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Personal use of work phone may become tax headache

Taxman eyes your phone

The use of a company-supplied smartphone, laptop or other electronic device is commonplace these days, and employers know full well that employees will use them both for work and personal purposes.

However, new guidelines from Canada Revenue Agency suggest employers may have to take a fresh look at how much of the cost of these devices can be attributed to their commercial activities.

"Tax authorities around the world have recognized that the vast majority of usage of a cellphone these days is personal," says Thom Damstra, Toronto-based founder and chief executive of data analytics firm MobilityView.

While there's a potential for use of company-supplied phones to be considered a "personal taxable benefit," tax experts say that's not new and the tax rules give employers ways to minimize the impact on their employees.

But Damstra expects companies will soon have to provide more documentation to the Canada Revenue Agency if they want to get credits to reduce the the goods and services taxes that the business has to pay itself.

He expects companies will soon have to provide more documentation to the Canada Revenue Agency if they want to get credit for the commercial usage of mobile devices and services provided to employees.

He points to CRA guidelines issued in April that say companies may have to demonstrate that at least 10 per cent of a mobile phone's usage is for commercial purposes to qualify for the GST/HST credits.

Even above the 10 per cent threshold, the CRA says tax credits must be proportionate to commercial usage.

In other words, if a company claims that 50 per cent of a mobile phone's usage is for commercial purposes, it may have to prove that claim if challenged by a CRA auditor.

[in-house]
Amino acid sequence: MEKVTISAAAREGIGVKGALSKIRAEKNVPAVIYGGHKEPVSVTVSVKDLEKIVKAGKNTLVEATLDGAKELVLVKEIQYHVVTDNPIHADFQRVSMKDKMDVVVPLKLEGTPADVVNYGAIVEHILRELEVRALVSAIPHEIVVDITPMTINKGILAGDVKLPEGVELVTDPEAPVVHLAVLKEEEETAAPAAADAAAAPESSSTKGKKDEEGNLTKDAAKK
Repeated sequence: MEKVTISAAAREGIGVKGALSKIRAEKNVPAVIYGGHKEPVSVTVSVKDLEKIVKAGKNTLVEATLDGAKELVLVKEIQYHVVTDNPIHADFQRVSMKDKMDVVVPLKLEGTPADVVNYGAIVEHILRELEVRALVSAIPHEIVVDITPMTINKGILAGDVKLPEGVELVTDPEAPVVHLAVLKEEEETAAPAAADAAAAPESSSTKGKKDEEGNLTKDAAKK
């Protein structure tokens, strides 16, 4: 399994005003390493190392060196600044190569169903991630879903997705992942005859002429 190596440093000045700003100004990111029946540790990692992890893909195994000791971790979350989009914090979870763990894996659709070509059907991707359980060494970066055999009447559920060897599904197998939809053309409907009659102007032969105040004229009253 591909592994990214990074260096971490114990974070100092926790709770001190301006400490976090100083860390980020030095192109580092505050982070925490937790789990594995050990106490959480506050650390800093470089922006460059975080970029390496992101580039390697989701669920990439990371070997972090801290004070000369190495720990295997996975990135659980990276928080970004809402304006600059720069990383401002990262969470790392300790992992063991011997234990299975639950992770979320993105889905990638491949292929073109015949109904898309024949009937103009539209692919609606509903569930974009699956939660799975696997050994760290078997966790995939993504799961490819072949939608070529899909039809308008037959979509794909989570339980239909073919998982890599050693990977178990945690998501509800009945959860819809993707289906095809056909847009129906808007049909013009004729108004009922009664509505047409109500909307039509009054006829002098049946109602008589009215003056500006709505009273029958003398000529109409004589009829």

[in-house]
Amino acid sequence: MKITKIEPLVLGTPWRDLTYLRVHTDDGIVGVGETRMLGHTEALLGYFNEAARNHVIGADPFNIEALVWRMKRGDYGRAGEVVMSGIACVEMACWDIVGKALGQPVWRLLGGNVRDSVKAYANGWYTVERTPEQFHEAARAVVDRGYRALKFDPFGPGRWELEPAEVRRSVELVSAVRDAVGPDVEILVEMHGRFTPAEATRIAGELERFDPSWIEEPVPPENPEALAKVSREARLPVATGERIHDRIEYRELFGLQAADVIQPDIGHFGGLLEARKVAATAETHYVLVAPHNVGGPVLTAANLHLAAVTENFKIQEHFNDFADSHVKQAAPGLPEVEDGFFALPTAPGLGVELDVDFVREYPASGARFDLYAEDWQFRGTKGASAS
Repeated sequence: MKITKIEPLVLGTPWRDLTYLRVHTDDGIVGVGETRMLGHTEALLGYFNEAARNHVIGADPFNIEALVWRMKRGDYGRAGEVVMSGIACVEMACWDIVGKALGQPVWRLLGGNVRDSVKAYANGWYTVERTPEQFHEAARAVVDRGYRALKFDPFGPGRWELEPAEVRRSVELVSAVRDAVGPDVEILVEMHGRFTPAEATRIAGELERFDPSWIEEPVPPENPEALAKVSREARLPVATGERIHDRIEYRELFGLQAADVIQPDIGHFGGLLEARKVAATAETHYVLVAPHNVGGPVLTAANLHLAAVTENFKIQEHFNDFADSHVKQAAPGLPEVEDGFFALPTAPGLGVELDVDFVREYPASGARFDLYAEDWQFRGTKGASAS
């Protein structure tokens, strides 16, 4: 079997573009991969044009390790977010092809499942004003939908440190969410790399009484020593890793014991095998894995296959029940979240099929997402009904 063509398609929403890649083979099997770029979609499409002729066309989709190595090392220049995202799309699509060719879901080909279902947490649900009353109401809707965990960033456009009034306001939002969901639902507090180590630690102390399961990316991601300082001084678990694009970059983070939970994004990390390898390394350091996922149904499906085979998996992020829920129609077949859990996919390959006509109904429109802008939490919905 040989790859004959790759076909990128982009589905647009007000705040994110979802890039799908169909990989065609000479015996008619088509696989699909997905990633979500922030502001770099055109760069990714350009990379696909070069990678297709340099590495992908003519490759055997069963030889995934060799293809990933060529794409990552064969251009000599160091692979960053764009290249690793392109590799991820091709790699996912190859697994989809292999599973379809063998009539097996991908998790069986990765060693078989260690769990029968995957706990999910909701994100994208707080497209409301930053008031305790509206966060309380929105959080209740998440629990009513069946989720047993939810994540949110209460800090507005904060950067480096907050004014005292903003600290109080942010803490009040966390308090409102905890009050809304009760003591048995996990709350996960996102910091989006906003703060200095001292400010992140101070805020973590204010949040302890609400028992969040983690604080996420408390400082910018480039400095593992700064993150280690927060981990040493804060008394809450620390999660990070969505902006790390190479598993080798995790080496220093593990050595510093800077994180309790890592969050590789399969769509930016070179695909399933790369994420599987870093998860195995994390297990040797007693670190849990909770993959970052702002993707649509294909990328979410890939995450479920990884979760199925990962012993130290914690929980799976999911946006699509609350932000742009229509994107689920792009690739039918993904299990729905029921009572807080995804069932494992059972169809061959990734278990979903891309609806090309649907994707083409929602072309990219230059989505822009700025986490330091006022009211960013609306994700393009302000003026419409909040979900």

Bill MacQueen, leader of the indirect tax practice at RSM Canada LLP (formerly Collins Barrow), says he hasn't noticed any new CRA scrutiny specifically on mobile phones, as Damstra anticipates.

But RSM has noticed that CRA audit teams have become much more zealous with business clients over the past 18 to 24 months.

"Their audit activities have increased quite a bit in frequency and they are becoming much more aggressive in their techniques," MacQueen says.

Emily Nielsen, founder and president of Nielsen IT Consulting Inc. in London, Ont., says she doesn't think her clients have an easy way to distinguish between personal and commercial phone usage.

"These are companies that have hundreds of devices and it's really difficult to manage," Nielsen says.

In that context, Nielsen says, it might be less costly in some cases to pay a higher tax rate demanded by CRA than to track the personal and commercial usage of their mobile phones.

"I think it's the CRA adding a lot more layers of bureaucracy to something that's already complex."



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